"It may be that combinations of nutrients found in foods have greater protective effects than each nutrient taken alone," said Guohua (Howard) Cao, a physician and chemist who developed the ORAC assay.

He and Prior have seen the ORAC value of human blood rise in two studies. In the first, eight women gave blood after separately ingesting spinach, strawberries and red wine--all high-ORAC foods--or taking 1,250 milligrams of vitamin C. A large serving of fresh spinach produced the biggest rise in the women's blood antioxidant scores--up to 25 percent--followed by vitamin C, strawberries and lastly, red wine

In the second study, men and women had a 13- to 15-percent increase in the antioxidant power of their blood after doubling their daily fruit and vegetable intake compared to what they consumed before the study. Just doubling intake, without regard to ORAC scores of the fruits and vegetables, more than doubled the number of ORAC units the volunteers consumed, said Prior.

Early evidence for the protecting power of these diets comes from rat studies by Prior, Cao and colleagues. Rats fed daily doses of blueberry extract for six weeks before being subjected to two days of pure oxygen apparently suffered much less damage to the capillaries in and around their lungs, Prior said. The fluid that normally accumulates in the pleural cavity surrounding the lungs was much lower compared to the group that didn't get blueberry extract.

Neuroscientist James Joseph and psychologist Barbara Shukitt-Hale at the center tested middle-aged rats that had eaten diets fortified with spinach or strawberry extract or vitamin E for nine months. A daily dose of spinach extract "prevented some loss of long-term memory and learning ability normally experienced by the 15-month-old rats," said Shukitt-Hale.

Spinach was also the most potent in protecting different types of nerve cells in two separate parts of the brain against the effects of aging, said Joseph.

"These cells were significantly more responsive when the animals ate diets fortified with high-ORAC foods--especially spinach--compared to unfortified diets," Joseph said. "The spinach group scored twice as responsive as the control animals."

Why spinach is more effective than strawberries--which score higher in the ORAC assay--is still a mystery. The researchers conjecture that it may be due to specific compounds or a specific combination of them in the greens.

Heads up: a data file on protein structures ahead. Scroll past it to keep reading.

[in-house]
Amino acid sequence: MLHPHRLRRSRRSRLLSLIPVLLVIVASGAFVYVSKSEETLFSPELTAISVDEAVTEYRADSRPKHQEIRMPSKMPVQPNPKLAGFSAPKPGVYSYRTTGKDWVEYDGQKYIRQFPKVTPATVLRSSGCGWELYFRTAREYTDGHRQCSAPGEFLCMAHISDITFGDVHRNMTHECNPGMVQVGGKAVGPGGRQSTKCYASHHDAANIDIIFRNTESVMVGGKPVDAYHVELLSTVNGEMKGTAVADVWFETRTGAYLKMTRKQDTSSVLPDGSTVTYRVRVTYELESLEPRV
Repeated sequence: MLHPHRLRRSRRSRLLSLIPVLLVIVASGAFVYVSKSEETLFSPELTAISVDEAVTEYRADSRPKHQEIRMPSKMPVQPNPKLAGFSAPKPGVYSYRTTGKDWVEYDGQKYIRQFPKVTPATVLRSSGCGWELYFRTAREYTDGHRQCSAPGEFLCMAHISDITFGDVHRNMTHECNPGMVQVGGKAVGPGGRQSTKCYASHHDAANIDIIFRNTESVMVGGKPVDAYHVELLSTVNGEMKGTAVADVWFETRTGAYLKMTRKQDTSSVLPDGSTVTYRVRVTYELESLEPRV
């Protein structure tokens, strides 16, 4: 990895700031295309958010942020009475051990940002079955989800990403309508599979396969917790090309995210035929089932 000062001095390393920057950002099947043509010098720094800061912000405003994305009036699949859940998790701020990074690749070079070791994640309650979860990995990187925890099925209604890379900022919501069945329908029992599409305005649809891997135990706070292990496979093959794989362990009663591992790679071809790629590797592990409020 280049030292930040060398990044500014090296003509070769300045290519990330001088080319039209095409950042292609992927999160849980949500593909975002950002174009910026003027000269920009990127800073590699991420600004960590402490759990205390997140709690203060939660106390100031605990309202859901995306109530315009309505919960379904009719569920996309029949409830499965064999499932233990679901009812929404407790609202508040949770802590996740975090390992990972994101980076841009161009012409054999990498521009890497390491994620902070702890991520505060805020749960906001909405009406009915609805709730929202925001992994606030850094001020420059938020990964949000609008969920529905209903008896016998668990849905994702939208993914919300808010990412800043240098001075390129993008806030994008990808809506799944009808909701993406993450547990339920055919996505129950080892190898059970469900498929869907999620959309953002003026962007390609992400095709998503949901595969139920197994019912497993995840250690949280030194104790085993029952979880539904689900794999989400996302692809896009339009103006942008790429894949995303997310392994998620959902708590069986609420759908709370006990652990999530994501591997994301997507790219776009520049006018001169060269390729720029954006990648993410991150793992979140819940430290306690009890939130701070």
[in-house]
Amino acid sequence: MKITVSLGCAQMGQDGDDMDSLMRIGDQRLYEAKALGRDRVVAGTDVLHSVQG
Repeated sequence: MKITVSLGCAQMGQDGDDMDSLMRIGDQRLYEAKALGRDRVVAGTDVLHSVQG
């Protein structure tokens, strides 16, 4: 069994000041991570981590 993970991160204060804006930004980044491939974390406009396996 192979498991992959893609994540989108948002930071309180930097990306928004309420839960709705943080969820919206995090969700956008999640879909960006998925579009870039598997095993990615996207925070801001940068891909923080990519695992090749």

More details on this research appear in an article in the February issue of Agricultural Research, ARS' monthly magazine. The story is also available on the World Wide Web at:

http://www.ars.usda.gov/is/AR/archive/feb99/aging0299.htm

Top-Scoring Fruits & Vegetables - ORAC units per 100 grams (about 3 ½ ounces)

Fruits   Vegetables  
Prunes 5770 Kale 1770
Raisins 2830 Spinach 1260
Blueberries 2400 Brussels sprouts 980
Blackberries 2036 Alfalfa sprouts 930
Strawberries 1540 Broccoli flowers 890
Raspberries 1220 Beets 840
Plums 949 Red bell pepper 710
Oranges 750 Onion 450
Red grapes 739 Corn 400
Cherries 670 Eggplant 390
Kiwi fruit 602    
Grapefruit, pink 483

 

Scientific contact: Ronald Prior, James Joseph, Guohua Cao or Barbara Shukitt-Hale, Jean Mayer USDA Human Nutrition Research Center on Aging at Tufts, Boston, Mass., phone (617) 557-3310, fax (617) 556-3299, prior@hnrc.tufts.edu; joseph_ne@hnrc.tufts.edu; cao_am@hnrc.tufts.edu; hale_ne@hnrc.tufts.edu. Last Modified: 01/03/2002

 

 

What is the ORAC level in the Acai fruit?

 

The Acai fruit will give you an ORAC level of 3871. This is determined from a dosage of 1 gram or 1000 mg.

 

The antioxidant content in Acai leaves rival fruits struggling to play catch up:

·          50 times greater than mangoes.

·          Three time greater than blueberries.

·          Two times greater than pomegranates.

·          10 to 33 times greater than red wine grapes.

 

RioVida Contains Acai`

4Life Transfer Factor RioVida is the one-and-only juice beverage in the world that provides the benefits of 4Life Transfer Factor Tri-Factor Formula. RioVida is also infused with powerful antioxidant fruit juices, such as açai, pomegranate, blueberry, elderberry, and purple grape.